Fra Mauro, O.S.B. Cam., (c.1400-1464) was an Italian cartographer who lived in the Republic of Venice. He created the most detailed and accurate map of the world up until that time, the Fra Mauro map.
A monk is a person who practices religious asceticism by monastic living, either alone or with any number of other monks. A monk may be a person who decides to dedicate his life to serving all other living beings, or to be an ascetic who voluntarily chooses to leave mainstream society and live his or her life in prayer and contemplation. The concept is ancient and can be seen in many religions and in philosophy.
In 1291, all the glassmakers in Venice were required to move to Murano.In the following century, exports began, and the island became famous, initially for glass beads and mirrors. Aventurine glass was invented on the island, and for a while Murano was the main producer of glass in Europe. The island later became known for chandeliers. Although decline set in during the eighteenth century, glassmaking is still the island's main industry.
Venetian glass is thought to have been made for over 1,500 years, and production has been concentrated on the Venetian island of Murano since the 13th century. Today Murano is known for its art glass, but it has a long history of innovations in glassmaking in addition to its artistic fame—and was Europe's first major glassmaking center. During the 15th century, Murano glassmakers created cristallo—which was almost transparent and considered the finest glass in the world. Murano glassmakers also developed a white-colored glass that looked like porcelain. They later became Europe's finest makers of mirrors.
An export in international trade is a good or service produced in one country that is bought by someone in another country. The seller of such goods and services is an exporter; the foreign buyer is an importer.
The technology for glass beadmaking is among the oldest human arts, dating back 3,000 years. Glass beads have been dated back to at least Roman times. Perhaps the earliest glass-like beads were Egyptian faience beads, a form of clay bead with a self-forming vitreous coating. Glass beads are significant in archaeology because the presence of glass beads often indicate that there was trade and that the beadmaking technology was being spread. In addition, the composition of the glass beads could be analyzed and help archaeologists understand the sources of the beads.
In the fifteenth century, the island became popular as a resort for Venetians, and palaces were built, but this later declined. The countryside of the island was known for its orchards and vegetable gardens until the nineteenth century, when more housing was built.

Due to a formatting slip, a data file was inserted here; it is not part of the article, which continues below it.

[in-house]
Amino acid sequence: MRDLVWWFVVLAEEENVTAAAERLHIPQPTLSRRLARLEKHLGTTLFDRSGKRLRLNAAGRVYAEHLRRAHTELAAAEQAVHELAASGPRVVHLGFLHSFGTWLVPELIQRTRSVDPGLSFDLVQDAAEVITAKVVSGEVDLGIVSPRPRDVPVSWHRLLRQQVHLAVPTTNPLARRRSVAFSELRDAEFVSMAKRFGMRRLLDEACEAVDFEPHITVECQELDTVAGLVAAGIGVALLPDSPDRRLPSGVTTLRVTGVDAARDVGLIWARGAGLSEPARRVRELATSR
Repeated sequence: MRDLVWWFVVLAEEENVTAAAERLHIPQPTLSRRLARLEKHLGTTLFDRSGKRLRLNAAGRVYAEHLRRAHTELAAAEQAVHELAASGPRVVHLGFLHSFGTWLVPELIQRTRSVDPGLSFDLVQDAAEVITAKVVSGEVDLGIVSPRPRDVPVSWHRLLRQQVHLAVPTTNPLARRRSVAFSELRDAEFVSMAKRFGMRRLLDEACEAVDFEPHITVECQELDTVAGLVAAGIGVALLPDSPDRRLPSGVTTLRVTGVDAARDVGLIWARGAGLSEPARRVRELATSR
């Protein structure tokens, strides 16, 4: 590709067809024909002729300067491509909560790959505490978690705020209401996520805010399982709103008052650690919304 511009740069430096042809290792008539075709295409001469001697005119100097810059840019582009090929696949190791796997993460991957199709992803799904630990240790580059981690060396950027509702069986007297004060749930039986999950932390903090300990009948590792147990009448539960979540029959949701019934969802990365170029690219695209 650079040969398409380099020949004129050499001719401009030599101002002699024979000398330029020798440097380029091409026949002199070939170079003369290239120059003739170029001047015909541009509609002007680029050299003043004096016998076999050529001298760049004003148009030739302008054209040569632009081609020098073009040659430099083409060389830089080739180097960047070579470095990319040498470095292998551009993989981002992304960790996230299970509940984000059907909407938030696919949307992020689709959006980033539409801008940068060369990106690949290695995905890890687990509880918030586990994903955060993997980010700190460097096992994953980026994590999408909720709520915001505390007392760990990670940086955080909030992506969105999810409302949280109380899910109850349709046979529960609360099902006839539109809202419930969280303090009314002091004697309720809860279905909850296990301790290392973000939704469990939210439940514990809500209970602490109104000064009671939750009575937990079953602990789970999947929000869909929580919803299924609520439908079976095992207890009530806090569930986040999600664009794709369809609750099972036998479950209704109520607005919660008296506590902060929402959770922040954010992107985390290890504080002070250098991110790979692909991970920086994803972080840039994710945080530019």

A resort is a self-contained commercial establishment that tries to provide most of a vacationer's wants, such as food, drink, lodging, sports, entertainment, and shopping, on the premises. The term resort may be used for a hotel property that provides an array of amenities, typically including entertainment and recreational activities. A hotel is frequently a central feature of a resort, such as the Grand Hotel at Mackinac Island, Michigan. Some resorts are also condominium complexes that are timeshares or owed fractionally or wholly owned condominium. A resort is not always a commercial establishment operated by a single company, but in the late 20th century, that sort of facility became more common.
A palace is a grand residence, especially a royal residence, or the home of a head of state or some other high-ranking dignitary, such as a bishop or archbishop.
An orchard is an intentional planting of trees or shrubs that is maintained for food production. Orchards comprise fruit- or nut-producing trees which are generally grown for commercial production. Orchards are also sometimes a feature of large gardens, where they serve an aesthetic as well as a productive purpose. A fruit garden is generally synonymous with an orchard, although it is set on a smaller non-commercial scale and may emphasize berry shrubs in preference to fruit trees. Most temperate-zone orchards are laid out in a regular grid, with a grazed or mown grass or bare soil base that makes maintenance and fruit gathering easy.
Attractions on the island include the Church of Santa Maria e San Donato (known for its twelfth-century Byzantine mosaic pavement and said to house the bones of the dragon slain by Saint Donatus in the 4th century), the church of San Pietro Martire with the chapel of the Ballarin family built in 1506 and artworks by Giovanni Bellini, and the Palazzo da Mula. Glass-related attractions include the many glassworks, some Mediaeval and most open to the public, and the Murano Glass Museum, housed in the large Palazzo Giustinian.
Byzantine architecture is the architecture of the Byzantine Empire, or Eastern Roman Empire.